Michael, the post was offered in good humor.
Michele Uebelrix, but I trust you're not being doctrinaire (not that this is always a bad thing) in your opposition to punning titles.
(strikes me that the opposite of excessive metaphorical thinking is too little metaphorical thinking)
I'm not sure what "too little metaphorical thinking" means. Is that like confronting reality, taking responsibility for what one does, writes & thinks, and distinguishing in real terms between right and wrong in a given moment, a given lived experience? If it is, I'm for it.
Even Reznor has gotten less metaphoric. "Head like a hole" or "I want to f*ck you like an animal" to "I got ma fist...I got survivalism." I think it has to do with becoming more politically and ethically engaged.
"Covert Operations" is an evasion of ethical responsibility. Small one, but there it is. It's like "spectral Indians." < Insert beating dead horse icon >
"like spectral Indians": hehehe. Mikhail make funny.
JJC and EJ: The poem "Of mere being" (one of your Stevensian cites; there was also the reference in the title of the essay you gave to my collection) is the poem with exotic bird and stunning feathers;
"the bird's fire fangled feathers dangle down"
Beautiful poem, I still remember my introduction to it (as well I should, it was only last fall!) -- listening to a master poet read it for a class I attended one session of. Stevens is something I wish I'd had more time to read and study. One of these days...
But yes -- more Wallace Stevens references in medieval studies are necessary, I think. Perhaps more modern and contemporary literary/poetic references in general, really.
If it is, I'm for it.
Me too, I guess.
Perhaps I've stretching out this argument beyond where it should go, or just plain picking a fight, but isn't your "excessive" not so much modifying "metaphorical thinking" as it's expressing how you feel about "m.t."? Like, say, "I'm no fan of disgusting moldy peaches."
My hesitation, and this is, haha, boring (which card SZizak produces in the second graph of his response in Truth of Zizek: nice), is with the notion of some direct confrontation with 'reality.' Oh god that's boring, but you can see where I'm going with this. Don't you think that the problem with metaphors, and anti-metaphors both, tends to be arrogance (either of cleverness, or of being too real, man, to be clever)? And that's what I'd like to be against.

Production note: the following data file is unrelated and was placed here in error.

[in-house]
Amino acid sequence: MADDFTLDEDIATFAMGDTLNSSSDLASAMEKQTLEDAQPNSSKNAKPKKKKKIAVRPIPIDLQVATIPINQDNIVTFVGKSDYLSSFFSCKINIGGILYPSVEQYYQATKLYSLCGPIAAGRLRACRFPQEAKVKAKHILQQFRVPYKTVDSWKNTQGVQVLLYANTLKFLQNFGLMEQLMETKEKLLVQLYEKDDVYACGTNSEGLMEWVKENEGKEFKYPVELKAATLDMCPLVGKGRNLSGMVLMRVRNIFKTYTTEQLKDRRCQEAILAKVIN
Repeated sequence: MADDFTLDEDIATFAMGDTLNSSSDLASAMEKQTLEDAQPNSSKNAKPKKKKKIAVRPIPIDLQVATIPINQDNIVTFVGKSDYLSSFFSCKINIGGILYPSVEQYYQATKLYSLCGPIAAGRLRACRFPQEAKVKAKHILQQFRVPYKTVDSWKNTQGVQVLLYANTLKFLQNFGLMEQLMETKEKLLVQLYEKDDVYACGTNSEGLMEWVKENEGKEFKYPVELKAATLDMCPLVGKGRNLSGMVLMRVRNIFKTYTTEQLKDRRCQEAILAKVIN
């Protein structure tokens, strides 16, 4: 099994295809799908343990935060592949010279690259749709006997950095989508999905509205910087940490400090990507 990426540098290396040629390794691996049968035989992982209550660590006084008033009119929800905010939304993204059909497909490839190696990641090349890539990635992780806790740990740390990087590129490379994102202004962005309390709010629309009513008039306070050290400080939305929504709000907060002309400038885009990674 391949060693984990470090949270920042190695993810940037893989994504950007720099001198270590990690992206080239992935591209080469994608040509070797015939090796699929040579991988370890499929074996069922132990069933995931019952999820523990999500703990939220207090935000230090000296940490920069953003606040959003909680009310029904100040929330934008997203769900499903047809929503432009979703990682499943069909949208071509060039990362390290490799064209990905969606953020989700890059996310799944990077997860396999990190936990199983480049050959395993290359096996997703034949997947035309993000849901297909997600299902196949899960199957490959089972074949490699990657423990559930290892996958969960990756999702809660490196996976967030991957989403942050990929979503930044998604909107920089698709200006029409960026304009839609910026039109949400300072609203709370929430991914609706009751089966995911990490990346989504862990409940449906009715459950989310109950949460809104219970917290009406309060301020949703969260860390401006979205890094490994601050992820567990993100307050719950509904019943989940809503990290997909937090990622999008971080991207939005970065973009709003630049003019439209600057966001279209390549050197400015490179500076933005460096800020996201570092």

I see: for me, metaphorical thinking is excessive in that it's a luxury, a luxury in which "clever" PhD punsters indulge themselves at the expense of making a more (can I say) responsible and honest attempt to deal with the realities in front of them and in which they are immersed.
Metaphoric language troubles me when it appears to be an evasion.
You're right, though, to say there can be arrogance on both ends. But I do think arrogance about "being too real to be clever" is qualitatively different from arrogance about one's ability to exhibit cleverness in a book title.
The former can be strategically used for political and social ends, while the latter strikes me as mere show. I wouldn't buy a book like Lochrie's any more because if she can't be serious in her title, then I doubt (rightly or wrongly) her seriousness about her subject matter and her ethical orientation toward it. I know...I'm boring. But I still dig early NIN.
Metaphoric language troubles me when it appears to be an evasion.
Agreed. Likewise with too much confidence of 'actually being in the shit' (unlike scholar X over there, who's way too mediated and clever for his.her.our own good).
How about high-fiving and calling it a day?
(if I have to choose music of that type, I suppose I'm more of a fan of Front242 or even MC900 Ft Jesus's 'UFO's are real')
When I departed a certain midwestern hellhole university with its Arts & Sciences run by a short shoeless schmuck, I left about 700 gigs of music on the A&S server, among which was a sizeable cache of Front 242, including every known remix of "Headhunter." For my money, the very best remix is Talla 2xlc's.
"Lock the target; bait the line."